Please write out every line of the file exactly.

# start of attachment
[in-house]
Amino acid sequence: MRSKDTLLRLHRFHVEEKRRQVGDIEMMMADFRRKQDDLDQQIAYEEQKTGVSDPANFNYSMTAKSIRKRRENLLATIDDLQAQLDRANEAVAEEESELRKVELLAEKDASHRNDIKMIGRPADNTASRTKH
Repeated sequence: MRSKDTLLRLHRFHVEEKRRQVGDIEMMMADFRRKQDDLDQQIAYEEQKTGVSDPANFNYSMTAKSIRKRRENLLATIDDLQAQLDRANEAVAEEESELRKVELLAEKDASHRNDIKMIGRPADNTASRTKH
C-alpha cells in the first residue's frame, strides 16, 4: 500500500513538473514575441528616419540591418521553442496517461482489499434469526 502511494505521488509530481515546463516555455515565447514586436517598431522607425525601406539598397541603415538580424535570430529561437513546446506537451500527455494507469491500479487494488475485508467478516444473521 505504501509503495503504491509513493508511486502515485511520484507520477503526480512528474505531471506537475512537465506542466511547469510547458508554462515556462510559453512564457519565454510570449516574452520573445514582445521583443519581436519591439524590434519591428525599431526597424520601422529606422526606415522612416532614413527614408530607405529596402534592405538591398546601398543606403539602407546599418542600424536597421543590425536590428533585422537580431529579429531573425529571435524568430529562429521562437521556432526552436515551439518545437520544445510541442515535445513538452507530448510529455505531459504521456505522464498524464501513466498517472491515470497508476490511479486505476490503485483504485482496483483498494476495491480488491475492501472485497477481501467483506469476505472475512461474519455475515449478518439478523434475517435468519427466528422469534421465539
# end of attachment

[in-house]
Amino acid sequence: MRSKDTLLRLHRFHVEEKRRQVGDIEMMMADFRRKQDDLDQQIAYEEQKTGVSDPANFNYSMTAKSIRKRRENLLATIDDLQAQLDRANEAVAEEESELRKVELLAEKDASHRNDIKMIGRPADNTASRTKH
Repeated sequence: MRSKDTLLRLHRFHVEEKRRQVGDIEMMMADFRRKQDDLDQQIAYEEQKTGVSDPANFNYSMTAKSIRKRRENLLATIDDLQAQLDRANEAVAEEESELRKVELLAEKDASHRNDIKMIGRPADNTASRTKH
C-alpha cells in the first residue's frame, strides 16, 4: 500500500513538473514575441528616419540591418521553442496517461482489499434469526 502511494505521488509530481515546463516555455515565447514586436517598431522607425525601406539598397541603415538580424535570430529561437513546446506537451500527455494507469491500479487494488475485508467478516444473521 505504501509503495503504491509513493508511486502515485511520484507520477503526480512528474505531471506537475512537465506542466511547469510547458508554462515556462510559453512564457519565454510570449516574452520573445514582445521583443519581436519591439524590434519591428525599431526597424520601422529606422526606415522612416532614413527614408530607405529596402534592405538591398546601398543606403539602407546599418542600424536597421543590425536590428533585422537580431529579429531573425529571435524568430529562429521562437521556432526552436515551439518545437520544445510541442515535445513538452507530448510529455505531459504521456505522464498524464501513466498517472491515470497508476490511479486505476490503485483504485482496483483498494476495491480488491475492501472485497477481501467483506469476505472475512461474519455475515449478518439478523434475517435468519427466528422469534421465539